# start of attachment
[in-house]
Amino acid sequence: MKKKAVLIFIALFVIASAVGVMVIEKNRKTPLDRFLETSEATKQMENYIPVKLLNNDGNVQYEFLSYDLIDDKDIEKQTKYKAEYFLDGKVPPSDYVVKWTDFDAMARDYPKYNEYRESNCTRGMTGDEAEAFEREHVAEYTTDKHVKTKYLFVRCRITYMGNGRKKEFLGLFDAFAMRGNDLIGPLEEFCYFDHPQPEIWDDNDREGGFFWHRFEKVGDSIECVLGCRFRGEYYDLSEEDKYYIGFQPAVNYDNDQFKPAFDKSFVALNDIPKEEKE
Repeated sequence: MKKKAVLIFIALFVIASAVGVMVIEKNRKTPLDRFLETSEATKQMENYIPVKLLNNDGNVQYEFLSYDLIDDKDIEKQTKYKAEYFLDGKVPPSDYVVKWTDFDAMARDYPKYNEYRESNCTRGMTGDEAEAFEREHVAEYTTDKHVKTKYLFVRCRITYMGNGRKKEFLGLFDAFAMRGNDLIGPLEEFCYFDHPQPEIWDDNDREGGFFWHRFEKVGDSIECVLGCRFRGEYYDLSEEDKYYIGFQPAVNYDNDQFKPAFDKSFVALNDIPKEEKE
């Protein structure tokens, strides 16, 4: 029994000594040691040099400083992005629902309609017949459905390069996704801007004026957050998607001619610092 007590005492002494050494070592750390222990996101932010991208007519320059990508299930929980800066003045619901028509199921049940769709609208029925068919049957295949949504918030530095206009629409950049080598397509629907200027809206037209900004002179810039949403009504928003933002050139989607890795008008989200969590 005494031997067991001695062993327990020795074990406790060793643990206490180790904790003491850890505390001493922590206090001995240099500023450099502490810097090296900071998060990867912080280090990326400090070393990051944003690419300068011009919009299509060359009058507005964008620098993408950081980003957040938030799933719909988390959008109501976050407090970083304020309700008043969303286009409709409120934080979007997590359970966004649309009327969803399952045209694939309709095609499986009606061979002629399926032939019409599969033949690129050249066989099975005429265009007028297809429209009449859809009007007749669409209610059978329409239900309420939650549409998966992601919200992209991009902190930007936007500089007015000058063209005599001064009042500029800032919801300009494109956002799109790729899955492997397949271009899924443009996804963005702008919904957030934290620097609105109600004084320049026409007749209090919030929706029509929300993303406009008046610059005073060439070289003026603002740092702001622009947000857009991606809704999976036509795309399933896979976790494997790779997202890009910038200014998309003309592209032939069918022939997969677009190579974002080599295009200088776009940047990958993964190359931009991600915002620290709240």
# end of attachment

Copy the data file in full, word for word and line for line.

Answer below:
[in-house]
Amino acid sequence: MKKKAVLIFIALFVIASAVGVMVIEKNRKTPLDRFLETSEATKQMENYIPVKLLNNDGNVQYEFLSYDLIDDKDIEKQTKYKAEYFLDGKVPPSDYVVKWTDFDAMARDYPKYNEYRESNCTRGMTGDEAEAFEREHVAEYTTDKHVKTKYLFVRCRITYMGNGRKKEFLGLFDAFAMRGNDLIGPLEEFCYFDHPQPEIWDDNDREGGFFWHRFEKVGDSIECVLGCRFRGEYYDLSEEDKYYIGFQPAVNYDNDQFKPAFDKSFVALNDIPKEEKE
Repeated sequence: MKKKAVLIFIALFVIASAVGVMVIEKNRKTPLDRFLETSEATKQMENYIPVKLLNNDGNVQYEFLSYDLIDDKDIEKQTKYKAEYFLDGKVPPSDYVVKWTDFDAMARDYPKYNEYRESNCTRGMTGDEAEAFEREHVAEYTTDKHVKTKYLFVRCRITYMGNGRKKEFLGLFDAFAMRGNDLIGPLEEFCYFDHPQPEIWDDNDREGGFFWHRFEKVGDSIECVLGCRFRGEYYDLSEEDKYYIGFQPAVNYDNDQFKPAFDKSFVALNDIPKEEKE
């Protein structure tokens, strides 16, 4: 029994000594040691040099400083992005629902309609017949459905390069996704801007004026957050998607001619610092 007590005492002494050494070592750390222990996101932010991208007519320059990508299930929980800066003045619901028509199921049940769709609208029925068919049957295949949504918030530095206009629409950049080598397509629907200027809206037209900004002179810039949403009504928003933002050139989607890795008008989200969590 005494031997067991001695062993327990020795074990406790060793643990206490180790904790003491850890505390001493922590206090001995240099500023450099502490810097090296900071998060990867912080280090990326400090070393990051944003690419300068011009919009299509060359009058507005964008620098993408950081980003957040938030799933719909988390959008109501976050407090970083304020309700008043969303286009409709409120934080979007997590359970966004649309009327969803399952045209694939309709095609499986009606061979002629399926032939019409599969033949690129050249066989099975005429265009007028297809429209009449859809009007007749669409209610059978329409239900309420939650549409998966992601919200992209991009902190930007936007500089007015000058063209005599001064009042500029800032919801300009494109956002799109790729899955492997397949271009899924443009996804963005702008919904957030934290620097609105109600004084320049026409007749209090919030929706029509929300993303406009008046610059005073060439070289003026603002740092702001622009947000857009991606809704999976036509795309399933896979976790494997790779997202890009910038200014998309003309592209032939069918022939997969677009190579974002080599295009200088776009940047990958993964190359931009991600915002620290709240």